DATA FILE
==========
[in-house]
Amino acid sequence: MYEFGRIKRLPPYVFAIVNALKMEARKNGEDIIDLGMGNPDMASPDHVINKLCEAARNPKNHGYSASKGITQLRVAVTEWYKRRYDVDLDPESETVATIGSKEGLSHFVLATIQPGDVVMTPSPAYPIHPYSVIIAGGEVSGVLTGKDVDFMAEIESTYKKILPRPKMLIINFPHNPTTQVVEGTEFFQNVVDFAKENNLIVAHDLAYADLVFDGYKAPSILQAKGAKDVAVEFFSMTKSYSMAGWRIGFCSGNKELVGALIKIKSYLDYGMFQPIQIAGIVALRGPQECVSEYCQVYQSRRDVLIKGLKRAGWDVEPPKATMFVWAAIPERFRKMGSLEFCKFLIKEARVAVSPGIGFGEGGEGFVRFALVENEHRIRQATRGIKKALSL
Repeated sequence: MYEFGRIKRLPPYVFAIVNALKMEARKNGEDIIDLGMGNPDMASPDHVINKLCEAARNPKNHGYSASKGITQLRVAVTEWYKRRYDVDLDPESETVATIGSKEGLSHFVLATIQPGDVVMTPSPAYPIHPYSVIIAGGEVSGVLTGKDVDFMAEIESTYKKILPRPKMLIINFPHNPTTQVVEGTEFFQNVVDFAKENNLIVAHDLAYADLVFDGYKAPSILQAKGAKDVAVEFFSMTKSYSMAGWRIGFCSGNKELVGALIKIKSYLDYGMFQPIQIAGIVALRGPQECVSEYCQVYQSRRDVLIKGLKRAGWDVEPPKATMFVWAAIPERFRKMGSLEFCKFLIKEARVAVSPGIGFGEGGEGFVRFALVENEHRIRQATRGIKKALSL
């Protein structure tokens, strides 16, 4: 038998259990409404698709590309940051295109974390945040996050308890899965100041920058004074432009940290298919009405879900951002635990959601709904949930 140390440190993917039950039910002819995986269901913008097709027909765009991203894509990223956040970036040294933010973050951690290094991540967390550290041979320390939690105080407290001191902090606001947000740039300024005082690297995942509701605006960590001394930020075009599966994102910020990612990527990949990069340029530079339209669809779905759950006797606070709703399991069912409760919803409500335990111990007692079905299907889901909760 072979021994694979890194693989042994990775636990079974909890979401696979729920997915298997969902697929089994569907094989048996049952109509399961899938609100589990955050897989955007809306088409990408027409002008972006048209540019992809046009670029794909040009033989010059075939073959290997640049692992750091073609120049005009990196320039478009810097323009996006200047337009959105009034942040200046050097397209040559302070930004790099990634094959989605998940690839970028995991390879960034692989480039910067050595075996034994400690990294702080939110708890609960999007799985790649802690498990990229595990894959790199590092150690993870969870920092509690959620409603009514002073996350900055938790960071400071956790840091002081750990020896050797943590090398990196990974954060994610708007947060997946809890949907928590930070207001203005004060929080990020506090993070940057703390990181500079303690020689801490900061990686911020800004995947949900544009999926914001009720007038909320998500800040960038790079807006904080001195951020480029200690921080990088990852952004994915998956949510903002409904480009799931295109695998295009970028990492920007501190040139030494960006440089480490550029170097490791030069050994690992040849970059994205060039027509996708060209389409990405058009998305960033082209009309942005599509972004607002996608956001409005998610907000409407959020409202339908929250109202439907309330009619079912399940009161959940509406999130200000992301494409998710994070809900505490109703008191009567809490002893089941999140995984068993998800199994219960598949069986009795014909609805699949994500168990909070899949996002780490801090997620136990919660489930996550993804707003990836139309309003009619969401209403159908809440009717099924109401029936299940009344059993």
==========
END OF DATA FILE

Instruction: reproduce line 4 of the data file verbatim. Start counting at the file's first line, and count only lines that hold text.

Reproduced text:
């Protein structure tokens, strides 16, 4: 038998259990409404698709590309940051295109974390945040996050308890899965100041920058004074432009940290298919009405879900951002635990959601709904949930 140390440190993917039950039910002819995986269901913008097709027909765009991203894509990223956040970036040294933010973050951690290094991540967390550290041979320390939690105080407290001191902090606001947000740039300024005082690297995942509701605006960590001394930020075009599966994102910020990612990527990949990069340029530079339209669809779905759950006797606070709703399991069912409760919803409500335990111990007692079905299907889901909760 072979021994694979890194693989042994990775636990079974909890979401696979729920997915298997969902697929089994569907094989048996049952109509399961899938609100589990955050897989955007809306088409990408027409002008972006048209540019992809046009670029794909040009033989010059075939073959290997640049692992750091073609120049005009990196320039478009810097323009996006200047337009959105009034942040200046050097397209040559302070930004790099990634094959989605998940690839970028995991390879960034692989480039910067050595075996034994400690990294702080939110708890609960999007799985790649802690498990990229595990894959790199590092150690993870969870920092509690959620409603009514002073996350900055938790960071400071956790840091002081750990020896050797943590090398990196990974954060994610708007947060997946809890949907928590930070207001203005004060929080990020506090993070940057703390990181500079303690020689801490900061990686911020800004995947949900544009999926914001009720007038909320998500800040960038790079807006904080001195951020480029200690921080990088990852952004994915998956949510903002409904480009799931295109695998295009970028990492920007501190040139030494960006440089480490550029170097490791030069050994690992040849970059994205060039027509996708060209389409990405058009998305960033082209009309942005599509972004607002996608956001409005998610907000409407959020409202339908929250109202439907309330009619079912399940009161959940509406999130200000992301494409998710994070809900505490109703008191009567809490002893089941999140995984068993998800199994219960598949069986009795014909609805699949994500168990909070899949996002780490801090997620136990919660489930996550993804707003990836139309309003009619969401209403159908809440009717099924109401029936299940009344059993």